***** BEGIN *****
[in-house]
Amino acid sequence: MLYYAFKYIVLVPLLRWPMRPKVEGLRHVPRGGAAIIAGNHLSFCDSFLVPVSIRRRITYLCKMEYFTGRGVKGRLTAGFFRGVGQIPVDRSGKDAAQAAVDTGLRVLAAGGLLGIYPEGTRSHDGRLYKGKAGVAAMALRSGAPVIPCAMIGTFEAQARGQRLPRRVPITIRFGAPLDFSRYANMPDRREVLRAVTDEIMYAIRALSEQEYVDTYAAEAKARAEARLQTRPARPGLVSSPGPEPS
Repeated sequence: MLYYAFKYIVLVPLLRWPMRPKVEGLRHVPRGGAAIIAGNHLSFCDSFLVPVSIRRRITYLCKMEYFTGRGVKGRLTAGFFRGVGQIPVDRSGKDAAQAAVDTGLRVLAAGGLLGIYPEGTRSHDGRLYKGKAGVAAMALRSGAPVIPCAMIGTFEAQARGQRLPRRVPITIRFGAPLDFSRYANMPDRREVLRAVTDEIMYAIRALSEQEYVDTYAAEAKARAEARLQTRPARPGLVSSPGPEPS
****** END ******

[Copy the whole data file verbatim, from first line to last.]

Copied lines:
[in-house]
Amino acid sequence: MLYYAFKYIVLVPLLRWPMRPKVEGLRHVPRGGAAIIAGNHLSFCDSFLVPVSIRRRITYLCKMEYFTGRGVKGRLTAGFFRGVGQIPVDRSGKDAAQAAVDTGLRVLAAGGLLGIYPEGTRSHDGRLYKGKAGVAAMALRSGAPVIPCAMIGTFEAQARGQRLPRRVPITIRFGAPLDFSRYANMPDRREVLRAVTDEIMYAIRALSEQEYVDTYAAEAKARAEARLQTRPARPGLVSSPGPEPS
Repeated sequence: MLYYAFKYIVLVPLLRWPMRPKVEGLRHVPRGGAAIIAGNHLSFCDSFLVPVSIRRRITYLCKMEYFTGRGVKGRLTAGFFRGVGQIPVDRSGKDAAQAAVDTGLRVLAAGGLLGIYPEGTRSHDGRLYKGKAGVAAMALRSGAPVIPCAMIGTFEAQARGQRLPRRVPITIRFGAPLDFSRYANMPDRREVLRAVTDEIMYAIRALSEQEYVDTYAAEAKARAEARLQTRPARPGLVSSPGPEPS